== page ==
God is in the Details

On Alan Rickman, George Orwell, and Paying Attention

The other day I read a New York Times book review of actor Alan Rickman’s posthumous diaries, Madly, Deeply.

The review is a pan, which is always more fun to read than a rave – why is it that reviewers write so much better when trashing than when praising? I guess that’s why we call them critics.

The main complaint is that Rickman’s diaries are almost completely devoid of interesting details or insight. Rickman was rich, famous, and well-connected. He knew everyone and was invited everywhere. And yet, in more than a million words of entries, he had almost nothing to say beyond, as the reviewer puts it, the “fantastically dull.”

For example, here is his entry after having dinner with Mick Jagger, in 2002: “Mick Jagger’s dinner party.” That’s it. And lest you think the fault lies with his boring companions, check out Rickman’s diary entry upon getting a terminal diagnosis of pancreatic cancer: “Dr. Landau, Harley Street. A different kind of diary now.”

“If Rickman had written The Metamorphosis,” quips the reviewer, “it would have been one line: Woke as a bug.”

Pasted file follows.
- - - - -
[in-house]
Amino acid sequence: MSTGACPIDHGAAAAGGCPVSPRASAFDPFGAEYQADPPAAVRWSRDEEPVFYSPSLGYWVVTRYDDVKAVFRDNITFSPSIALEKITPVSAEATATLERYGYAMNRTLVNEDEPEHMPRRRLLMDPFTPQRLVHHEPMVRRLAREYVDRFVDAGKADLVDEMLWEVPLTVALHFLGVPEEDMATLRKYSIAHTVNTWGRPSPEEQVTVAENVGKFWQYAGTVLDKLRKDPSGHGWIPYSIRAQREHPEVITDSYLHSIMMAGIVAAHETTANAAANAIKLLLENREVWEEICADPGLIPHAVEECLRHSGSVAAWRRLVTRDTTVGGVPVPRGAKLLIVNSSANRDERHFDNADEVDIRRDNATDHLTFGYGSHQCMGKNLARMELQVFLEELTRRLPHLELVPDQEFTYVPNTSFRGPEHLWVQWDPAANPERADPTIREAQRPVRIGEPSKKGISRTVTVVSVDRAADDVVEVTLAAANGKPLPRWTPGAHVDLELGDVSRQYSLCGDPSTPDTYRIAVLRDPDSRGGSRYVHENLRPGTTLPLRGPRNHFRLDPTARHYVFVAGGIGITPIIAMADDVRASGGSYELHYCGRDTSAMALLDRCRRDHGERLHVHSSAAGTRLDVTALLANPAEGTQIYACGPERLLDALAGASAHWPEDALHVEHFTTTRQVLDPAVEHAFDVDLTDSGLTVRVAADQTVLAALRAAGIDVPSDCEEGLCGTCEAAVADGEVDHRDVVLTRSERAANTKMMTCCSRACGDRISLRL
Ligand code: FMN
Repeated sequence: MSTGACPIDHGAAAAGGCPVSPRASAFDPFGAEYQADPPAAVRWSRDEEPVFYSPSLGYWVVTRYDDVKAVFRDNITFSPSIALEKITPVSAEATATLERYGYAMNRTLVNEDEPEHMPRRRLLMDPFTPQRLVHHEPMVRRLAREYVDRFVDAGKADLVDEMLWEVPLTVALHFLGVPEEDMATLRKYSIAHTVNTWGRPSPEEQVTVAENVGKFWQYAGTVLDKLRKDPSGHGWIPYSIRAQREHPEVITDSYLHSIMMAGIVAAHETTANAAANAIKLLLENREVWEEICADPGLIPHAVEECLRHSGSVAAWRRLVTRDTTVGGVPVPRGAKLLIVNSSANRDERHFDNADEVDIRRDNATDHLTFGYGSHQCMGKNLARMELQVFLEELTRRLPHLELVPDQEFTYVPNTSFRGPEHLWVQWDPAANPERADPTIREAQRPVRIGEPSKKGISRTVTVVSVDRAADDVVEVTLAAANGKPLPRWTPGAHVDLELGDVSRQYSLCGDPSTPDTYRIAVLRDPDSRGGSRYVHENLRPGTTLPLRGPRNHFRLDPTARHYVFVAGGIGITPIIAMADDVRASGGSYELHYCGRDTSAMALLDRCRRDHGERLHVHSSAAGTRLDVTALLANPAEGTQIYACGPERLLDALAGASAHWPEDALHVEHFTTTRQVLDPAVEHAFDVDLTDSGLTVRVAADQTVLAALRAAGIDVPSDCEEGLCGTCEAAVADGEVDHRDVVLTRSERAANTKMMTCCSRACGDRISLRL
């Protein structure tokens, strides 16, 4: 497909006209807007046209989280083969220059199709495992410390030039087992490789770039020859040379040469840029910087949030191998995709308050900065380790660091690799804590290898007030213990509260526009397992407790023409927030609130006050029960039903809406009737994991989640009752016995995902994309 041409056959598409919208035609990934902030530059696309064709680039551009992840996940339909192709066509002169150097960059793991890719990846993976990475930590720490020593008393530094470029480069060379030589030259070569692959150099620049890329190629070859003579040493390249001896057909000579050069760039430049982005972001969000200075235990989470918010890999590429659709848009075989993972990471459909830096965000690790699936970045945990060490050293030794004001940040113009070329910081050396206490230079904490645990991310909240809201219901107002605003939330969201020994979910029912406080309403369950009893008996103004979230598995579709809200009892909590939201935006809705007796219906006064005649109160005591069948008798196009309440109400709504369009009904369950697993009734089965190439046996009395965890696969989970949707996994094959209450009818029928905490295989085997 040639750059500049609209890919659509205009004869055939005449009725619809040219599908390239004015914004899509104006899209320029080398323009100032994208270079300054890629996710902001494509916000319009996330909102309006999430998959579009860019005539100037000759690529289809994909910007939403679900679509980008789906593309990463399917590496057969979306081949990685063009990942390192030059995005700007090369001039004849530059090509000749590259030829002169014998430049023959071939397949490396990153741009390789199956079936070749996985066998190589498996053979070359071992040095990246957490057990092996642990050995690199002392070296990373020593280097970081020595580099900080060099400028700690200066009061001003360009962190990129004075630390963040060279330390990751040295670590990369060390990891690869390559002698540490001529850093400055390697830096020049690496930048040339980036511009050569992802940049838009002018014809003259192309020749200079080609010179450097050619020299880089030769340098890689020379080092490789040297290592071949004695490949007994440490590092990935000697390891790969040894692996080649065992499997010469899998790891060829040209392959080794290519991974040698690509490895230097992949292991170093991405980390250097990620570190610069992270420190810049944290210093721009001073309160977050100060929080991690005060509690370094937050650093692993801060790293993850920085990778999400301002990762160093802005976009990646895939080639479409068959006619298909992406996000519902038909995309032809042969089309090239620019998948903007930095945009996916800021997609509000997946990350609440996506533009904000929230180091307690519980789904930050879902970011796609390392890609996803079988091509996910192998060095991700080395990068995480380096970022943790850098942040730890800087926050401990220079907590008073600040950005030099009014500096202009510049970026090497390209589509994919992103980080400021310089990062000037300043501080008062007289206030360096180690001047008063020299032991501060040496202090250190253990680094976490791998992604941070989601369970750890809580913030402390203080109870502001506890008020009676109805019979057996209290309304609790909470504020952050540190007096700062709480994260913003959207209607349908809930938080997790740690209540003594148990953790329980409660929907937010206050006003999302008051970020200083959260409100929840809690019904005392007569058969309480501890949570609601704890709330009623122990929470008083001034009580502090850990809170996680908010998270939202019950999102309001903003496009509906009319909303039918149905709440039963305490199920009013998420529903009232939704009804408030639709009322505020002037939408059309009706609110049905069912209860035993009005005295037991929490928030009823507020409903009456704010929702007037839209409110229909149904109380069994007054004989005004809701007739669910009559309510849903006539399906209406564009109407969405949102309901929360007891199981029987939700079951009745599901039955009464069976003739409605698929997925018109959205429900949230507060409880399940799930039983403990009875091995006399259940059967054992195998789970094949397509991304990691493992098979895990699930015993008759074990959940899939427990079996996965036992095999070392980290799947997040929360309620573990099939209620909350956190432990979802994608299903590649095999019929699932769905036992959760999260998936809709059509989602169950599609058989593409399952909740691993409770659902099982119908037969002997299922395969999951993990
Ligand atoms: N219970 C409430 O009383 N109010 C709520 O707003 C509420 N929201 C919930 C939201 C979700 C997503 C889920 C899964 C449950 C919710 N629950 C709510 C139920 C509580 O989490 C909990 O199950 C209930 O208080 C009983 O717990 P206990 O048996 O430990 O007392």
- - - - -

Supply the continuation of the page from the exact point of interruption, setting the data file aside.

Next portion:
So there I am, sitting at the kitchen counter at the break of dawn, enjoying a final moment of stillness before waking up the kids for school, sipping a glass of Turkish coffee and chuckling over witty put-downs of poor Alan Rickman (who probably never intended for his diaries to be published), when suddenly it hits me.

Why am I laughing? Of the countless pieces of writing that I have read, one that remains stuck in my mind, written by George Orwell, is exactly this kind of diary entry.

Let me set the stage.

It is November 1938. The dark clouds of WWII are gathering over Europe after the Spanish Civil War, where Franco, backed by Hitler, crushed the democratically elected Republicans – a motley crew of Socialists, Anarchists, and Communists – and established a Fascist dictatorship allied with Nazi Germany.

The Western powers mostly sat back, wringing their hands piously as they watched Spain fall, claiming neutrality while Hitler armed Franco to the teeth (in return for their passivity, of course, Hitler’s guns would shortly be turned against them).

Meanwhile, young, freedom-loving idealists and adventurers from around the world, including many writers and artists, flocked to Spain to join the International Brigades and the fight against Fascism.